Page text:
Stupid Email Tricks #2

Microsoft Exchange can host email for several domains. Many companies take advantage of this. For example, they may have a domain for their parent company and individual domains for each separate company or product. So the company could use a single Exchange server to get email for PARENTCOMPANY.COM, SUBCOMPANY1.COM, SUBCOMPANY2.COM, PRODUCTNAME1.COM and so on.

This is completely transparent for the end user, and that’s usually a good thing. However, if someone is getting emails from all Exchange domains, there’s no easy way for them to tell which domain the email was originally sent to. Let’s say that Bob works for ABC Company. ABC Company is the parent company of TUV Company and XZY Company. Bob has email addresses in the form of, and The Exchange server will deliver email addressed to any of those addresses to Bob’s Exchange mailbox… but Bob won’t easily be able to tell which address the email was originally sent to. If Bob tries to create an Outlook rule to “move email with ‘’ in the recipient’s address” to a folder in his inbox, the rule will fail, because Exchange treats all SMTP addresses equally.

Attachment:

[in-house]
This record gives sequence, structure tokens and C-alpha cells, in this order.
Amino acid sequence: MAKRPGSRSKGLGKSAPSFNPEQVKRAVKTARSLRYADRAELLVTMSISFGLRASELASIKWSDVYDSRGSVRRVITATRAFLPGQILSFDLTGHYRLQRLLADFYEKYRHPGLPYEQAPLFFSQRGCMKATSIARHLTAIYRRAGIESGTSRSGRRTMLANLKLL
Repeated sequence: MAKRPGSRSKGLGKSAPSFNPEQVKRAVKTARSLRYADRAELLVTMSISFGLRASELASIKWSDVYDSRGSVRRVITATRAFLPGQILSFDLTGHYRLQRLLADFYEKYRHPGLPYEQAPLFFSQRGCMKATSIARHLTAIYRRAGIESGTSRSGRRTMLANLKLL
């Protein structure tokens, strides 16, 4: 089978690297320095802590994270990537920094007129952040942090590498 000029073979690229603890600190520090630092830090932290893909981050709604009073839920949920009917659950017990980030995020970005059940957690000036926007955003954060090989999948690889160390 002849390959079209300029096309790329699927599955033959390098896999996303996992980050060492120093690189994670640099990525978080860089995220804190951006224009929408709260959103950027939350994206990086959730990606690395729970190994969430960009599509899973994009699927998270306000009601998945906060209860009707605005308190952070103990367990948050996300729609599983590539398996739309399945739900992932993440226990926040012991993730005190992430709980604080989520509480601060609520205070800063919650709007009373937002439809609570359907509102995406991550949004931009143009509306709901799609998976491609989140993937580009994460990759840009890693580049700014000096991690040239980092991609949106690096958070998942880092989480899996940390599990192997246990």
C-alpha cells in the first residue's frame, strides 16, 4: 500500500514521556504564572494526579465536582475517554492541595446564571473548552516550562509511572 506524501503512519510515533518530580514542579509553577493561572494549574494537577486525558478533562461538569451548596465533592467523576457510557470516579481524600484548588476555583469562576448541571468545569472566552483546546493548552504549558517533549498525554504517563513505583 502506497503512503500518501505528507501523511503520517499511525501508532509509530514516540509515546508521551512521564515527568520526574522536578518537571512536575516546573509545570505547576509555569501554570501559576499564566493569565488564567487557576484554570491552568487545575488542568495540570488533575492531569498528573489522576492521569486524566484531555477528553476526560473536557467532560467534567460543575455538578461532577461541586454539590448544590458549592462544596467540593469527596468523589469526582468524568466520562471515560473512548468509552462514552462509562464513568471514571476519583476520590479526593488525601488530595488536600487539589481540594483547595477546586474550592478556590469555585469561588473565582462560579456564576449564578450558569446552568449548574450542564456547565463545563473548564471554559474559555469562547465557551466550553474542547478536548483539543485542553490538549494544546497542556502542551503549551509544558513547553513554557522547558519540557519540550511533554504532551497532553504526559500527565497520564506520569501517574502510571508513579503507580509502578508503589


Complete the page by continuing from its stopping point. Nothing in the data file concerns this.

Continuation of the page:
However, if Bob enters each email address into a separate rule that searches for the address as “specific words in the message header” the rule will work. This is because Outlook will scan the actual headers of each email for “”, “” and\or “”. Bob can then have Outlook move the email to “” “” or “” folders in his Inbox, or perform any number of other notifications.

This is not new knowledge or anything. For some reason, Microsoft has never made this explicitly clear to anyone, and there are tons of posts on Internet message boards looking for a solution to this very problem. Since Microsoft couldn’t be bothered to explain this clearly in Outlook (or simply make the “move email with ‘’ in the recipient’s address” rule work with Exchange SMTP addresses), this question comes up somewhat often.

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